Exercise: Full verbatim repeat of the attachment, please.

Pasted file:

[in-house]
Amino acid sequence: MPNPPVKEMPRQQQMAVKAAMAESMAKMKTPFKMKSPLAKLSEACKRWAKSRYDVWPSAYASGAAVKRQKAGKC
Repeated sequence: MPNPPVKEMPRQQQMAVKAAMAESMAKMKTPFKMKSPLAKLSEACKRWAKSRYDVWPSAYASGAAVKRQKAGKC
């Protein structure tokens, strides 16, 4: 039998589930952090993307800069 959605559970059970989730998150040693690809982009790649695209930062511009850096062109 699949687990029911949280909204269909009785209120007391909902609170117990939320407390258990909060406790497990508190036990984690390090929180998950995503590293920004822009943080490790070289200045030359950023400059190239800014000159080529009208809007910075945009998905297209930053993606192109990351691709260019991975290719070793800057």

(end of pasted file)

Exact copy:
[in-house]
Amino acid sequence: MPNPPVKEMPRQQQMAVKAAMAESMAKMKTPFKMKSPLAKLSEACKRWAKSRYDVWPSAYASGAAVKRQKAGKC
Repeated sequence: MPNPPVKEMPRQQQMAVKAAMAESMAKMKTPFKMKSPLAKLSEACKRWAKSRYDVWPSAYASGAAVKRQKAGKC
């Protein structure tokens, strides 16, 4: 039998589930952090993307800069 959605559970059970989730998150040693690809982009790649695209930062511009850096062109 699949687990029911949280909204269909009785209120007391909902609170117990939320407390258990909060406790497990508190036990984690390090929180998950995503590293920004822009943080490790070289200045030359950023400059190239800014000159080529009208809007910075945009998905297209930053993606192109990351691709260019991975290719070793800057």